The Best Lesser-Known Camping Spots in Pennsylvania

Pennsylvania is a beautiful place to go on vacation! The history is everywhere, and the sports scene of Pittsburgh and Philadelphia is out-of-the-ballpark phenomenal. Meanwhile, Hershey is a chocolate lover’s dream come true, and the …

The Best Lesser-Known Camping Spots in Pennsylvania
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Pennsylvania is a beautiful place to go on vacation! The history is everywhere, and the sports scene of Pittsburgh and Philadelphia is out-of-the-ballpark phenomenal. Meanwhile, Hershey is a chocolate lover’s dream come true, and the popular casino brands in Pennsylvania rival some of the best in the country.

But what you may not know is that there is more to Pennsylvania than cities, suburbs, tar, and cement environments. In fact, the name Sylvania is Latin for “of the woods.”

The Keystone State has some wide-open spaces where you can get back to nature and relax. We will not blame you for wanting to stay away from crowds and the congested traffic leading into the major camping grounds (hey, who needs the hassle?). Instead, we will suggest several camping grounds off the beaten path that are splendid places to unwind and get to know Mother Nature intimately.

Cherry Springs State Park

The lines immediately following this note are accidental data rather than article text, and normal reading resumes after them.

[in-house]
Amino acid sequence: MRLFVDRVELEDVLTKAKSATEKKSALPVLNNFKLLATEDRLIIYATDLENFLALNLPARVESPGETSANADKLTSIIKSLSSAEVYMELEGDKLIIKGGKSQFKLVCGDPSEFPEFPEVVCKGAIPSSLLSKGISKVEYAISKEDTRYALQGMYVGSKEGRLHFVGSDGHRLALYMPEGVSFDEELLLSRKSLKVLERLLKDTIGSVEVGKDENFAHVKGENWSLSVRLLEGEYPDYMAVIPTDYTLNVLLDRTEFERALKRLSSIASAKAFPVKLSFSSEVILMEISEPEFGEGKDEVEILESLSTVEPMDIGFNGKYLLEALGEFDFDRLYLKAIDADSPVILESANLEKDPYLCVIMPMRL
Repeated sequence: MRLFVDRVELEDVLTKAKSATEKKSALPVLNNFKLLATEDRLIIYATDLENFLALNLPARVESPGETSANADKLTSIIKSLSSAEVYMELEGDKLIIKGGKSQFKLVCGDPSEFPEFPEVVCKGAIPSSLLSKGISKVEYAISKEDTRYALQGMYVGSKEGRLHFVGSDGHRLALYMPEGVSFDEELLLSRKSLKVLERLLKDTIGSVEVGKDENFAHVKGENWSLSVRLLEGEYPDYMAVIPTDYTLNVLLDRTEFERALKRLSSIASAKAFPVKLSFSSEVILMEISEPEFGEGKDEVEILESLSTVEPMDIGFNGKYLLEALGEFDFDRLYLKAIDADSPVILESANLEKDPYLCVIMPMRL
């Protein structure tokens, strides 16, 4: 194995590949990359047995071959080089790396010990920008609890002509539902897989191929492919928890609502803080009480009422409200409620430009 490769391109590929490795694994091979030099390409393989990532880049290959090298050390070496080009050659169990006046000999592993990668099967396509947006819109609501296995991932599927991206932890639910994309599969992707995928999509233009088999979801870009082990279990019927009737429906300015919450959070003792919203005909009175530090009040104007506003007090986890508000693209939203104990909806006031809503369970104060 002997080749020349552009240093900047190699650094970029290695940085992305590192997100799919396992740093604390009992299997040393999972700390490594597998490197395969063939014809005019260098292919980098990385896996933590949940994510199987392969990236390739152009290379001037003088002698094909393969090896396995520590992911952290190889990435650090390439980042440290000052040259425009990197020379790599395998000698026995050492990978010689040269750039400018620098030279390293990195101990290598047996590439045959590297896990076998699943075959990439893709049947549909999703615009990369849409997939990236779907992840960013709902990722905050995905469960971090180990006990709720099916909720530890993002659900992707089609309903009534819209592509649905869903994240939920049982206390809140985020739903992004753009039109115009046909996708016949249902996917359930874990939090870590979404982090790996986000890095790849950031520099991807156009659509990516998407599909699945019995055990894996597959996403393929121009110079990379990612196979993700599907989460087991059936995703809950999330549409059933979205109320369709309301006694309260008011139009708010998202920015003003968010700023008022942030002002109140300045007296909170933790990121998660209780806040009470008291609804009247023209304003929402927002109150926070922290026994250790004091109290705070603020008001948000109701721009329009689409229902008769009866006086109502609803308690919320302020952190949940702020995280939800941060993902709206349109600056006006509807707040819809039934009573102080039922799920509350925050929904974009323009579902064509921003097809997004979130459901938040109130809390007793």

The Pennsylvania Wilds are 2.1 million acres of land in northwestern Pennsylvania. It features forests and scenic rivers crisscrossing the territory and has abundant wildlife as permanent residents. Cherry Springs State Park, located in the Wilds, is known as a stargazer’s heaven. Astronomers love the dark skies above the park because they permit an unrivaled view of the stars and galaxies floating high above us. Thirty campsites await you to pitch your tent and do some astral exploring.

Ricketts Glen State Park

Water tumbling over rocks is a natural sound of serenity. It helps you kick back, enjoy the sound, and let your soul breathe in tranquility. Ricketts Glen State Park has 22 waterfalls that reach as high as eight stories. You can view all the waterfalls as you wander along the Falls Trail and decide for yourself which is best.

Cook Forest State Park

Some folks love to be surrounded by trees. The seclusion is good for the soul and settles nerves jangled by city life. Cook Forest State Park has some of the tallest and oldest trees in Pennsylvania. You can put your tent down in one of the more than 200 campsites or try a yurt if you are feeling adventurous.

Ohiopyle State Park

The park is located in the Laurel Highlands, and outdoor types love it. The Great Allegheny Passage is just one of the hiking trails you will find in Ohiopyle State Park. However, if you don’t want to spend your time walking around, the Youghiogheny River is close by and is just the thing for whitewater rafting.

Glassman Point